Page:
** It is our opinion at The Haus that these fluids be replaced at some point, this is based solely on our opinion, and experience working on these vehicles. Please consult with your own mechanic for their opinion on “lifetime fluids”. We are of the belief that fluid is cheaper than replacing expensive parts like transmissions, power steering pumps, and radiators.

Mind the Timing Chain
If you hear rattling coming from the engine of your MINI, there is a good chance it is due to a faulty timing chain located on the front right side of the car. This rattling noise is especially noticeable when starting up the car and is a red flag to get your vehicle serviced immediately. Should the chain come loose, it will absolutely wreck the engine and end up being a very costly repair. Don’t let this issue linger, please call The Haus as soon as possible if you believe there is a timing chain problem in your car.

Carbon Build-Up Can Cause Problems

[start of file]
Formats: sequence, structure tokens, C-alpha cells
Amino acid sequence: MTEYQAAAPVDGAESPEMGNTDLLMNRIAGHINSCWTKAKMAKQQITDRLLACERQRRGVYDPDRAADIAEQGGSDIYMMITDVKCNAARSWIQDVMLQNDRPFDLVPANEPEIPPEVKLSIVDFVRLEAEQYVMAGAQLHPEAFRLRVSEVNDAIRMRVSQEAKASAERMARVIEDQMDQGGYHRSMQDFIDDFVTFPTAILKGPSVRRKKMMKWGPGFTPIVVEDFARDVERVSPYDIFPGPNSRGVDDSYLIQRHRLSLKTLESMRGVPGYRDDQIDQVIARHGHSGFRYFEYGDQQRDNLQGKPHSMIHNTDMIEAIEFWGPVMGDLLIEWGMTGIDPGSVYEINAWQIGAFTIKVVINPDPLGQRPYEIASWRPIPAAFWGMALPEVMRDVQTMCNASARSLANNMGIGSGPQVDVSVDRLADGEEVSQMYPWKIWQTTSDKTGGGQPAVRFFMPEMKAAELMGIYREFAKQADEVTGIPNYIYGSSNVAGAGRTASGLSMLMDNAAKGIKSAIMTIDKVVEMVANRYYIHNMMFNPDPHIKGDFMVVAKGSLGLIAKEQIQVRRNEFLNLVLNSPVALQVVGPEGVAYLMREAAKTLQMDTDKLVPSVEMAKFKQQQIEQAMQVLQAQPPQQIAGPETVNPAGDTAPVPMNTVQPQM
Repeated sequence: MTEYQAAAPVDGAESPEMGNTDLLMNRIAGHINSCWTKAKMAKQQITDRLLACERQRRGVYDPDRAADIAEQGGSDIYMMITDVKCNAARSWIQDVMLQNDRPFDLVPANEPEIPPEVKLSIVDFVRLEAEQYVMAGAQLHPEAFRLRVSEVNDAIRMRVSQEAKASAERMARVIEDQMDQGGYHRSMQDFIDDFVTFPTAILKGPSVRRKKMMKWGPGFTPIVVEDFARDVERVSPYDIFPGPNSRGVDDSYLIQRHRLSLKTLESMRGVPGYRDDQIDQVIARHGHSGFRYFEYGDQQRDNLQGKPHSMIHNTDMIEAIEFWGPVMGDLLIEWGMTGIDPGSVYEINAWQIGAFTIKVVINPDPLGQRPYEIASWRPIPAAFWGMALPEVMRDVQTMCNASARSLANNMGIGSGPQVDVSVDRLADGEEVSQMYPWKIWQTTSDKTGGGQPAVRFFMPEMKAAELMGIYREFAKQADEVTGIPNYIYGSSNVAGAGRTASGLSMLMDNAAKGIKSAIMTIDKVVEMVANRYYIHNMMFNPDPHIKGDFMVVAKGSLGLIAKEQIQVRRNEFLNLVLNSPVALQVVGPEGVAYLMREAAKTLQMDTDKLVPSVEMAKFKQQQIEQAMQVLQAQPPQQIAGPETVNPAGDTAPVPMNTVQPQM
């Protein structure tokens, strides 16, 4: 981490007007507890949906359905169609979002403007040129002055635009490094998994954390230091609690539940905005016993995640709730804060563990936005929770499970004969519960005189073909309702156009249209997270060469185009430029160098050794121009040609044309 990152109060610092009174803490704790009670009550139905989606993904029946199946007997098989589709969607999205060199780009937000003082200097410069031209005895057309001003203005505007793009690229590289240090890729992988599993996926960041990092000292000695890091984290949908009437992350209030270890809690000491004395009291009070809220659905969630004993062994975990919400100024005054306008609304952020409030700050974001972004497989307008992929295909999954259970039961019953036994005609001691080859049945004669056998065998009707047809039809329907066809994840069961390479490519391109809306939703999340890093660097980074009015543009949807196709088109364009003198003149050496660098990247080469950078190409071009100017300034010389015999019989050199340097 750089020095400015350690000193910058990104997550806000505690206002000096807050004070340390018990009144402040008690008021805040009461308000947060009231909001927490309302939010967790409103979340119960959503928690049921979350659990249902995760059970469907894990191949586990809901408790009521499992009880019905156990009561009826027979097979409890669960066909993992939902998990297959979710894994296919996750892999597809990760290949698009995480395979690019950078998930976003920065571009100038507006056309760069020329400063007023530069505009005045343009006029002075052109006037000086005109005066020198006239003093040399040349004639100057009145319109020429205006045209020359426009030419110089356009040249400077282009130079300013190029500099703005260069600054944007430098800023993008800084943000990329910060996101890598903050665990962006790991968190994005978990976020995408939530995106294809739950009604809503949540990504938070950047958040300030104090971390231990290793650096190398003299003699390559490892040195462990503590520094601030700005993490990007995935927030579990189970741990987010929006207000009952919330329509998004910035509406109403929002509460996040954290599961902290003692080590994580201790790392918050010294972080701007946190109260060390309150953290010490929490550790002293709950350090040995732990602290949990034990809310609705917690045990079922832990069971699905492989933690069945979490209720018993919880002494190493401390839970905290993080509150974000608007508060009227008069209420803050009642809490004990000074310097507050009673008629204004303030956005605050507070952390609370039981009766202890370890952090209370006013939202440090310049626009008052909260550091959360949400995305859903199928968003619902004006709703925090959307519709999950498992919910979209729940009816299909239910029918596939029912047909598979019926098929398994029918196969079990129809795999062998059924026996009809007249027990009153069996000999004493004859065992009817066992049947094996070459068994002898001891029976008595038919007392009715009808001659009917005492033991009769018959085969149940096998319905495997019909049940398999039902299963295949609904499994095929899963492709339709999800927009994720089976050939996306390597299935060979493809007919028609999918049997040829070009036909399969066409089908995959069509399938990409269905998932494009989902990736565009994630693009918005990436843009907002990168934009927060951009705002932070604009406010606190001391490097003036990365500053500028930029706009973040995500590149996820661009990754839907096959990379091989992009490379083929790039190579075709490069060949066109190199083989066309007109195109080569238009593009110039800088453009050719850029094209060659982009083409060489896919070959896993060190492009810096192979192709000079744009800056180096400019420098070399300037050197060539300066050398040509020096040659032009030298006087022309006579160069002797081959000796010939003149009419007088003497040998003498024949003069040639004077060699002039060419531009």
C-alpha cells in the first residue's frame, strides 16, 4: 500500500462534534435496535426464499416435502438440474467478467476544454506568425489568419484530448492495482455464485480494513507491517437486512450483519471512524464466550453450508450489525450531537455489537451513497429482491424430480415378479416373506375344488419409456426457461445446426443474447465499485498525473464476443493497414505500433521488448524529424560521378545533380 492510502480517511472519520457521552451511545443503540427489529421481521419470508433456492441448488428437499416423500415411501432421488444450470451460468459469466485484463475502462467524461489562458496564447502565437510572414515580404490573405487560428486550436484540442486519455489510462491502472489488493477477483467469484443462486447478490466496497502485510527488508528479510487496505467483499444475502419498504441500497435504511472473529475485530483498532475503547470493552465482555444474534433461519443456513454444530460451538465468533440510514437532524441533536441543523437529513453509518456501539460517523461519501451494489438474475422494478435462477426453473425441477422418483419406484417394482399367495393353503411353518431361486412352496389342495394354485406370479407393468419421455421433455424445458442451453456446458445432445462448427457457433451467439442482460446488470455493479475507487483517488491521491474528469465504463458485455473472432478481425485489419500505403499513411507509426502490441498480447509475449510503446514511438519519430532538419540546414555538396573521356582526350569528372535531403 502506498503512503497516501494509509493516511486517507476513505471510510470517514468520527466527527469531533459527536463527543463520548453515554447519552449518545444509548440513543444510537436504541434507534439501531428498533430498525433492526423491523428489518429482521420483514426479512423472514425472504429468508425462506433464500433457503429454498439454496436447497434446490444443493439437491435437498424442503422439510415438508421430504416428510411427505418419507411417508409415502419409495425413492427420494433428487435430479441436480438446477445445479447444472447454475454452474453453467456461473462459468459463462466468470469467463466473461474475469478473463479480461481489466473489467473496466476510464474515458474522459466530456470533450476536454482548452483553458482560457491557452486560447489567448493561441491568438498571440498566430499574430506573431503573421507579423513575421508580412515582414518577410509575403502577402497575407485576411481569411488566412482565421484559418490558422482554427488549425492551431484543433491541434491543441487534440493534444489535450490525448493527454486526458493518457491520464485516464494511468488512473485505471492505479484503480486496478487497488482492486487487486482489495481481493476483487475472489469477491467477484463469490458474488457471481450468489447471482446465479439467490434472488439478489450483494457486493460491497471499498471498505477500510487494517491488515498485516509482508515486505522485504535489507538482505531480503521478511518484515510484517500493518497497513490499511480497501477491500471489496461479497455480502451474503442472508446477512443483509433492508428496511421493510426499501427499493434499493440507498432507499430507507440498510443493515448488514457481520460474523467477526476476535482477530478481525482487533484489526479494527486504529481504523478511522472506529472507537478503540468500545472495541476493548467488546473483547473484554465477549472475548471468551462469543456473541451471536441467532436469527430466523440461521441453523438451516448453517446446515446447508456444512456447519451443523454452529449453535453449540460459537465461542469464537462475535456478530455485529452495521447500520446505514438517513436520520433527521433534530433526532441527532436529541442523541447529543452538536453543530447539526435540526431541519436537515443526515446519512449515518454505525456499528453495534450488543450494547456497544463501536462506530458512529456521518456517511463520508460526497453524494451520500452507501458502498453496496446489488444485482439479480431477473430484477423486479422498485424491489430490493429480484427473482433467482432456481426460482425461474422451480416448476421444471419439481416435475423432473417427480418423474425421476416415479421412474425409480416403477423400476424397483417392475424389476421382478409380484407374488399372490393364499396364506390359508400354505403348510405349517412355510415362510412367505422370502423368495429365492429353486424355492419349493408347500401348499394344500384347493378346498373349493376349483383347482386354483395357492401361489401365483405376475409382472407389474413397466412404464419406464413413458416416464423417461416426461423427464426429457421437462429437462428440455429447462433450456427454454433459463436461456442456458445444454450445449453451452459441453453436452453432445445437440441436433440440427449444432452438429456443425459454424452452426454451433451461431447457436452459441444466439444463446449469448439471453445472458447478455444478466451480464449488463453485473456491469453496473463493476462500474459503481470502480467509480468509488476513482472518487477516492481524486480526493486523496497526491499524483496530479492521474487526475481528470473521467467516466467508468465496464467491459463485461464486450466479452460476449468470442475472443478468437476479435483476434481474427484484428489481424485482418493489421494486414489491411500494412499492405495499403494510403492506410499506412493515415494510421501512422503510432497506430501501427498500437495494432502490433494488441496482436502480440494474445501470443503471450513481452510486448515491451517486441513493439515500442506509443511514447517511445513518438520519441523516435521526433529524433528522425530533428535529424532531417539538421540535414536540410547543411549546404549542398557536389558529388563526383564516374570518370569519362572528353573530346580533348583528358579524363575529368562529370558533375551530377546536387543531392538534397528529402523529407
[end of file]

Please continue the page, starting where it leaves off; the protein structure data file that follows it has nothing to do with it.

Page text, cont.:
MINI Coopers S models use direct injection engines, which means that carbon tends to build up on the intake valves. When higher levels of carbon to accumulate on the valves it can cause problems. If you haven’t had your MINI serviced in a while and notice that it is suffering from hesitation or misfires this can be due to carbon build-up. The intake manifold needs to be removed so intake valves can be visually inspected for carbon build up. If there is carbon build then it needs to be cleaned by blasting valves with walnut shell dust. The walnut shells act like “sand blast” and remove the carbon. Walnuts are used because they are soft and will not damage the engine if some are left behind after carbon blasting has been performed.